This article is one of 12 that examine where President Barack Obama and former Massachusetts Gov. Mitt Romney stand on some of the issues that are important to voters.
Obama stated his personal support for same-sex marriage in an interview with Robin Roberts of ABC News on May 9.
“I think same-sex couples should be able to get married,” he said, adding that it has historically been a state issue and not a federal one.
In December 2010, he signed the repeal of “Don’t Ask Don’t Tell,” a military policy that banned gay U.S. service members from openly serving in the military. It was implemented in 2011.
Romney opposes gay marriage and says marriage should be between a man and a woman.
“My view is that marriage itself is a relationship between a man and a woman, and that’s my own preference,” he said in a speech shortly after Obama’s interview with ABC News.
Romney would push for an amendment to the U.S. Constitution that defines marriage as being between one man and one woman, according to his campaign website.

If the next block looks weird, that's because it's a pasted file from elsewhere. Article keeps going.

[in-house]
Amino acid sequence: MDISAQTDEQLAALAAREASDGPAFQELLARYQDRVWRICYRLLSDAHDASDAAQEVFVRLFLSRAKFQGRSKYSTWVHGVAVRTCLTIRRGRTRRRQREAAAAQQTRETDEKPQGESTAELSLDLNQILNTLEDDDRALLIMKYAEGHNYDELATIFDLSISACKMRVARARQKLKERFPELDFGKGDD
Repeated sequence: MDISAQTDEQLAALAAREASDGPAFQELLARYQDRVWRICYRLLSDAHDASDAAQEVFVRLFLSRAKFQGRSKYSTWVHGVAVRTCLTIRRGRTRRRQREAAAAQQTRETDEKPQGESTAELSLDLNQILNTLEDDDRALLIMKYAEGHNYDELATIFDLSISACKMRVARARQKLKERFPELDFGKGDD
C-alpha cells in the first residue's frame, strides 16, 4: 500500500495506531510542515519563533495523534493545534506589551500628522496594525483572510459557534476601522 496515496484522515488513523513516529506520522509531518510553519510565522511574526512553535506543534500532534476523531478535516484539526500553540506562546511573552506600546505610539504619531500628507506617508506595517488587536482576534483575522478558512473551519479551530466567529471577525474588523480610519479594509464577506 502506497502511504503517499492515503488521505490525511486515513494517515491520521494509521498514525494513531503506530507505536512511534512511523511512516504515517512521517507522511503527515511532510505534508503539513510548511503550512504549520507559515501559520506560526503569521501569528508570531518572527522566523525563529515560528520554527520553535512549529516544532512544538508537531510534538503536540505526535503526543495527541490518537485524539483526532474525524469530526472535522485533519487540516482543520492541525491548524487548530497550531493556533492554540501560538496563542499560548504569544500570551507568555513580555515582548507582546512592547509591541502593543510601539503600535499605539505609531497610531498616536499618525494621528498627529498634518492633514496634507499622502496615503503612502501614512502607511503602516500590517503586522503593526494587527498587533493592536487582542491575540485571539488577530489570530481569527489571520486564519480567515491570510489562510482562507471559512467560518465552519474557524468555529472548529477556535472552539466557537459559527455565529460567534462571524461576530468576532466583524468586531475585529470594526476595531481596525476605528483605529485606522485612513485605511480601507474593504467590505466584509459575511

How much does it matter what the president’s view on gay marriage is?
John Petrocik, chair of the MU Department of Political Science, said there is a federal law on the books, the Defense of Marriage Act, that defines marriage as being between a man and a woman.
“Obama has said he does not support this legislation, and he’s instructed his attorney general to not defend it if it should ever reach the Supreme Court.”
Currently, states are not required to recognize a same-sex marriage from another state, he added.
“State governments have traditionally governed marriage laws, but the federal government has a lot of power on these things if it puts its mind to it,” he said. “They can pass regulations or laws such as the Defense of Marriage Act.”
He also said it is not likely that an amendment to the Constitution regarding same-sex marriage will be passed.